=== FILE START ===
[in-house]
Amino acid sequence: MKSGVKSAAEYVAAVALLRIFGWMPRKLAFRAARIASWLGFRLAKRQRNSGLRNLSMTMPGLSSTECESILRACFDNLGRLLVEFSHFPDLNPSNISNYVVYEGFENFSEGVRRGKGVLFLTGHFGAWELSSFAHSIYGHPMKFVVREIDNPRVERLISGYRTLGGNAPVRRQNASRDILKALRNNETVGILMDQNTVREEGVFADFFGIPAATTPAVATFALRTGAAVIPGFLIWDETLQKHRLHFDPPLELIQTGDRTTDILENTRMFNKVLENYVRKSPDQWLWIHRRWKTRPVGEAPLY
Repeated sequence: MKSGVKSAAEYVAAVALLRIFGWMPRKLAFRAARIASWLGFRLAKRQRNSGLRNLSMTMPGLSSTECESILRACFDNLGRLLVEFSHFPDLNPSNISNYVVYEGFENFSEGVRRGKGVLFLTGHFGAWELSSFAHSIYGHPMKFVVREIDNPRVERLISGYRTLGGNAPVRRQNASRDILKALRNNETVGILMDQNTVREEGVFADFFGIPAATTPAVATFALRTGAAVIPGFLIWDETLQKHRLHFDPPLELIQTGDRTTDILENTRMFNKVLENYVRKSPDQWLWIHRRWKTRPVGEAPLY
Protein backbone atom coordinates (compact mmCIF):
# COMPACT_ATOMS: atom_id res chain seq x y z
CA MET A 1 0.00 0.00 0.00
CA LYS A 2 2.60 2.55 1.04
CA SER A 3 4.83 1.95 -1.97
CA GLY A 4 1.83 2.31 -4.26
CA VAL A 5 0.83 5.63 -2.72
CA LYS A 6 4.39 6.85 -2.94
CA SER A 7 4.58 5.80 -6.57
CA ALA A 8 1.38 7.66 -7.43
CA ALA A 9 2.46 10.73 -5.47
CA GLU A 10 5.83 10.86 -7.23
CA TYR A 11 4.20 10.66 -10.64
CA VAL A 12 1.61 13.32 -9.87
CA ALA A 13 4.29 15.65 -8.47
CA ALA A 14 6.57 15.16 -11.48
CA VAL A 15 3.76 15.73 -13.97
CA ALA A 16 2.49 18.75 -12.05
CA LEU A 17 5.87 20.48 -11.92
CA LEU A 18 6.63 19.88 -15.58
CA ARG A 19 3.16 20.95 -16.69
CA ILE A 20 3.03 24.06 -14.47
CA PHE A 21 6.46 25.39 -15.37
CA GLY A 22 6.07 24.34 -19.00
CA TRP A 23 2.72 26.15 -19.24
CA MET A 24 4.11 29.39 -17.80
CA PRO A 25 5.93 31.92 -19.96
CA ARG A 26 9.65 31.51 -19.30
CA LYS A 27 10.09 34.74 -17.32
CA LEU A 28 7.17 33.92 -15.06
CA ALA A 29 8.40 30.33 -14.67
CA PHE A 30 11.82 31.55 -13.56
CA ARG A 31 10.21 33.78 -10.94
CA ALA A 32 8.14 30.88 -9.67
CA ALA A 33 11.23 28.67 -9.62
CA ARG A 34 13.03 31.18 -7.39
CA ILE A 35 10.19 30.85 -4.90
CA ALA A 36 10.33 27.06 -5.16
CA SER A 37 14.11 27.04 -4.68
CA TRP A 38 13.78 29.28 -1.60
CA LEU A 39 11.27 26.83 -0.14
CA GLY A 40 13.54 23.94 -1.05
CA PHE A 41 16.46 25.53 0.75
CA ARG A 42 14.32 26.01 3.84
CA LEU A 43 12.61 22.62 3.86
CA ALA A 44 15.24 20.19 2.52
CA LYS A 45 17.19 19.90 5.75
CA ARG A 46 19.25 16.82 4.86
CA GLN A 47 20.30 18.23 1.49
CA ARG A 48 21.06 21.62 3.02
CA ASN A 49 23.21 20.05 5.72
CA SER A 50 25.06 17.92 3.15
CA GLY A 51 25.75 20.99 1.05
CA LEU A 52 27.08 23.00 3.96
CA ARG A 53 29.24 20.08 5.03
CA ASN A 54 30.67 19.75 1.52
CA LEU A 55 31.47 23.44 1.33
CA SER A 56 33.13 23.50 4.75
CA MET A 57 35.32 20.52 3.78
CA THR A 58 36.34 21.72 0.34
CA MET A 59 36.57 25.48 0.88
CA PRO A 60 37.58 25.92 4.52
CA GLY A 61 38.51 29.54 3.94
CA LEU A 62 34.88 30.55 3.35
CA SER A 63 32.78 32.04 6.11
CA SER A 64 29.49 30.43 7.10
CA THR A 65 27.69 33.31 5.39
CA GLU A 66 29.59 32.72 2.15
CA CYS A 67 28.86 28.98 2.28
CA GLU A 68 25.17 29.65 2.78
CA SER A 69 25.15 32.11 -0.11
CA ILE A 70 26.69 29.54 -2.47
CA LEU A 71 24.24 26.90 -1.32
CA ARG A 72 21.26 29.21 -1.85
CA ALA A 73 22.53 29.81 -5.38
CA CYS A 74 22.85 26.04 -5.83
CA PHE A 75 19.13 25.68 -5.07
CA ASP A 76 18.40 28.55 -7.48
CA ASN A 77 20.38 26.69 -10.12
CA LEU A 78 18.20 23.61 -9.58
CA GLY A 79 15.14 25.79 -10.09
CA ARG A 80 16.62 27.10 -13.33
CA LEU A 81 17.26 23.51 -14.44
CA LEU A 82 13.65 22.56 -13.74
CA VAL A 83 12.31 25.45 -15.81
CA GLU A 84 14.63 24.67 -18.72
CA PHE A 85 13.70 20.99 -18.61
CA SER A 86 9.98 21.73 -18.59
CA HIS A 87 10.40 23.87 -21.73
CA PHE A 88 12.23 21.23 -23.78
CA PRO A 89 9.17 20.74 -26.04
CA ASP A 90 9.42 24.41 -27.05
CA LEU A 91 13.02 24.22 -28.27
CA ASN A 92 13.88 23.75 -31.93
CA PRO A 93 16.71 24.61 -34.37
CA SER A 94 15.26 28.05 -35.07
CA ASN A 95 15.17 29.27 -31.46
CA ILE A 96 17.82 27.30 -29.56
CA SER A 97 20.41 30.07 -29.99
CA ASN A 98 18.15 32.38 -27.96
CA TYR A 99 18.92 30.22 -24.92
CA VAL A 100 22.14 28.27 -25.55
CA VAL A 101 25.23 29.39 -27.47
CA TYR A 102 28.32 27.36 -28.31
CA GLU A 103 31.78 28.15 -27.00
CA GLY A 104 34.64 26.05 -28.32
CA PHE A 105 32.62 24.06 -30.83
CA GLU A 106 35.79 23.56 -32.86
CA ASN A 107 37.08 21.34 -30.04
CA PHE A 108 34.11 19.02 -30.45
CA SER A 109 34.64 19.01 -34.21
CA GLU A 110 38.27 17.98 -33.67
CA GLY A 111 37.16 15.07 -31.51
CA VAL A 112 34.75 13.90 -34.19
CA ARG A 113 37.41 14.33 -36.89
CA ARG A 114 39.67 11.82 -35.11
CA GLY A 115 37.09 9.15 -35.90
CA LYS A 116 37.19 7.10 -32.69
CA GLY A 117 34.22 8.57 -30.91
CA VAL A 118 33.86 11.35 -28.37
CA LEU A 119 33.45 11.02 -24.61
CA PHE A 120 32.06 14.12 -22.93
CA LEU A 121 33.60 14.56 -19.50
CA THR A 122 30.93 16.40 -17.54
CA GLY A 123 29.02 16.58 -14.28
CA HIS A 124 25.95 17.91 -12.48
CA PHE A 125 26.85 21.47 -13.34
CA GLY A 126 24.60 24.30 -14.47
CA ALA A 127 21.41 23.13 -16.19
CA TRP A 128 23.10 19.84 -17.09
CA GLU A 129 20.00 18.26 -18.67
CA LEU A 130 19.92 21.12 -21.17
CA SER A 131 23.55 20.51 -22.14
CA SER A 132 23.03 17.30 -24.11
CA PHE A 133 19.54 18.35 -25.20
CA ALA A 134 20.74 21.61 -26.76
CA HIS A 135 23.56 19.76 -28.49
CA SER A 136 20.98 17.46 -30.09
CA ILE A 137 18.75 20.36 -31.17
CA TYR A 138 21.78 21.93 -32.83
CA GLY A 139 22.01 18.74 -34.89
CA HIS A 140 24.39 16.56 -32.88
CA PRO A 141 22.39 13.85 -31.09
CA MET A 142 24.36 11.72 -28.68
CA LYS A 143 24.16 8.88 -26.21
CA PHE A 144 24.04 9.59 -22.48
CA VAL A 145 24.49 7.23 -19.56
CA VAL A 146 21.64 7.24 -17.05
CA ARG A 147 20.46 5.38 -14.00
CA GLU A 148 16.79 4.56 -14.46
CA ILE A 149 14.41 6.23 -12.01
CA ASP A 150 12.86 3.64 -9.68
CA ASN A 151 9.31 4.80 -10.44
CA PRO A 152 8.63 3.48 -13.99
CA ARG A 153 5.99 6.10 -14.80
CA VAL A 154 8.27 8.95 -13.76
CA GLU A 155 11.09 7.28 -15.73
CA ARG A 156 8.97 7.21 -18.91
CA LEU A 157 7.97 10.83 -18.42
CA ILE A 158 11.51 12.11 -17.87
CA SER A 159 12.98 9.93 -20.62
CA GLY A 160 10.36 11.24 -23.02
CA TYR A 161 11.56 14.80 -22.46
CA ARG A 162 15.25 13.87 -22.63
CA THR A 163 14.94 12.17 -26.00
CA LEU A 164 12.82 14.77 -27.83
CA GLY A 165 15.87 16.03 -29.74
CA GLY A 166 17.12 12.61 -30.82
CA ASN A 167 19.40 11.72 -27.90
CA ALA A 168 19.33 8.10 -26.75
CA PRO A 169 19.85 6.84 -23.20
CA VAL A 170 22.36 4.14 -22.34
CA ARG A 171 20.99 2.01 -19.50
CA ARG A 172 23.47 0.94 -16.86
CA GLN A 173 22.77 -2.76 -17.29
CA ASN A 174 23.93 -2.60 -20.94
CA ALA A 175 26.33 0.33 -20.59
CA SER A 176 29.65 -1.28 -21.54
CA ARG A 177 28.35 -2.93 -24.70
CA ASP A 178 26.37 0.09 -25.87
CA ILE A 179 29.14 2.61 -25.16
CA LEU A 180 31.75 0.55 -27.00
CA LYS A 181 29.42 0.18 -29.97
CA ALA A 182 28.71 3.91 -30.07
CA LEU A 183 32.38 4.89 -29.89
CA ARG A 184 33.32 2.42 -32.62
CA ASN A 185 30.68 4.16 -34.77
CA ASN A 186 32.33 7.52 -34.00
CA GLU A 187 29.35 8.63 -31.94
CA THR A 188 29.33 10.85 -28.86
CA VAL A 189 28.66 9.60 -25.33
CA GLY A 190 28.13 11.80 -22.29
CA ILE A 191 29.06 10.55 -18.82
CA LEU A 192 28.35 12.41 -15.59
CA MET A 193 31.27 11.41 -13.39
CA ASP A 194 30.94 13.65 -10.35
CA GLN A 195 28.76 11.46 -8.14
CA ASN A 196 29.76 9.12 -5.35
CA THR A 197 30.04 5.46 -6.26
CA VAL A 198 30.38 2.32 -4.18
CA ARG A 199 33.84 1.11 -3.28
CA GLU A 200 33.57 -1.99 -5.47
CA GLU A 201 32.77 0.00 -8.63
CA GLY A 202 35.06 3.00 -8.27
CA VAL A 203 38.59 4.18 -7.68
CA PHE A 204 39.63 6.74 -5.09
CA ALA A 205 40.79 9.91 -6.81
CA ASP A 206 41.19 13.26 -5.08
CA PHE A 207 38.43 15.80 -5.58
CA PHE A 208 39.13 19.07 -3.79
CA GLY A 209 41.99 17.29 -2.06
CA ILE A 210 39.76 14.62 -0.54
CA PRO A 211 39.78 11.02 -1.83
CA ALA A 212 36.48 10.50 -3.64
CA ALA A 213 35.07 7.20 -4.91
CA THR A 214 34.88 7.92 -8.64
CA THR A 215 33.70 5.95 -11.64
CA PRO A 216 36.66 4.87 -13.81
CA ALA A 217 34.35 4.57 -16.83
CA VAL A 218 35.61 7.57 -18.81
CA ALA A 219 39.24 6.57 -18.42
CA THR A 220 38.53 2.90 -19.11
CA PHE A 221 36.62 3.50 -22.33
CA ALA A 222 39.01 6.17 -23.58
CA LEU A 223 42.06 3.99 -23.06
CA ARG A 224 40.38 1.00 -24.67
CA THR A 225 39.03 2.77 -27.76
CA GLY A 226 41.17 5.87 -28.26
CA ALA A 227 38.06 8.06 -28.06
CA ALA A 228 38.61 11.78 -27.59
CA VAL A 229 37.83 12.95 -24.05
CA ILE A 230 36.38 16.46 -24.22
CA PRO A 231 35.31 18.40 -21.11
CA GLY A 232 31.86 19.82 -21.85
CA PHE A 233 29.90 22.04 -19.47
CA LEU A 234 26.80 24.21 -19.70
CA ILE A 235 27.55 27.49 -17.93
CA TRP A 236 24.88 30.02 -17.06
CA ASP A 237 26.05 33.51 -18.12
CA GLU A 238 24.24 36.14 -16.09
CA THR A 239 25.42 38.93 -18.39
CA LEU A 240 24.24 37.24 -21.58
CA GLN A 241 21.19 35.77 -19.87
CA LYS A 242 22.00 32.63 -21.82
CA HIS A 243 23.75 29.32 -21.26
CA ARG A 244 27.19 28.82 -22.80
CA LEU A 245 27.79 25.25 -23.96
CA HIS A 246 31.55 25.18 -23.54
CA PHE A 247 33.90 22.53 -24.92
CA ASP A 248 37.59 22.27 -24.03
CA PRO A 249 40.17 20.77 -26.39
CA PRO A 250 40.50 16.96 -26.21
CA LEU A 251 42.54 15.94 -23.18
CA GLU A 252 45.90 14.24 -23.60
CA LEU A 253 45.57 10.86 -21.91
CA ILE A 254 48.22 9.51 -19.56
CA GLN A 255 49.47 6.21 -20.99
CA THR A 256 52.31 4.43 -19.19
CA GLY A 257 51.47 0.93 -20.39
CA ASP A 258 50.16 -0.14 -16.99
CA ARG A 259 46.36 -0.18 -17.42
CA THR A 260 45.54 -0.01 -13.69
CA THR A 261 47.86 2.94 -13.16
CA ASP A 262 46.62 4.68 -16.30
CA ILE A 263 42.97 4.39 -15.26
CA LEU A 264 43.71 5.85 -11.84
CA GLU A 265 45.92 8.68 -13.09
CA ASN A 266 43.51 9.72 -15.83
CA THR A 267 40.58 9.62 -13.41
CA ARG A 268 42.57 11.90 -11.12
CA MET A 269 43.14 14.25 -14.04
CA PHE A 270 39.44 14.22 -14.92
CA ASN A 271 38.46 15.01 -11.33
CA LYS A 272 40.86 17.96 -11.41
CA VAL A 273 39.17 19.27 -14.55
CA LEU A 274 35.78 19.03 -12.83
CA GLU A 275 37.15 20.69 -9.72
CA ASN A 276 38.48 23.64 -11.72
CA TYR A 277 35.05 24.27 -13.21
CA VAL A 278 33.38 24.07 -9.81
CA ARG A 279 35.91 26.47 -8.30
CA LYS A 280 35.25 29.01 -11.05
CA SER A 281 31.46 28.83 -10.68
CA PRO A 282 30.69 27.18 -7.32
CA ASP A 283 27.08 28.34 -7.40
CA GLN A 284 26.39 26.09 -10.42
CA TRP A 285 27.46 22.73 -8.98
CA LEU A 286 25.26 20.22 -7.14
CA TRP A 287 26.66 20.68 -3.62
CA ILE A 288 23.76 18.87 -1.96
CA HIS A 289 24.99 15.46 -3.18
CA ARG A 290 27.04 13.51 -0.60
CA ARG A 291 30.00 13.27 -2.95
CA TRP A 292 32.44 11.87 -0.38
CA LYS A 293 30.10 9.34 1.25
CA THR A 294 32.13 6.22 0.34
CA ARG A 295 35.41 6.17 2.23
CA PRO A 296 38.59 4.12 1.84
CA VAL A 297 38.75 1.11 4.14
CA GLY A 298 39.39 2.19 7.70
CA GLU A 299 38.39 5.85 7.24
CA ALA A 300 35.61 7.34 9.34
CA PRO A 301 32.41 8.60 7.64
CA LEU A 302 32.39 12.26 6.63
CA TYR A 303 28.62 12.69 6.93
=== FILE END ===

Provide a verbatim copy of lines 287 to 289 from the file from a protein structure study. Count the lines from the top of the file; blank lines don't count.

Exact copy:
CA PRO A 282 30.69 27.18 -7.32
CA ASP A 283 27.08 28.34 -7.40
CA GLN A 284 26.39 26.09 -10.42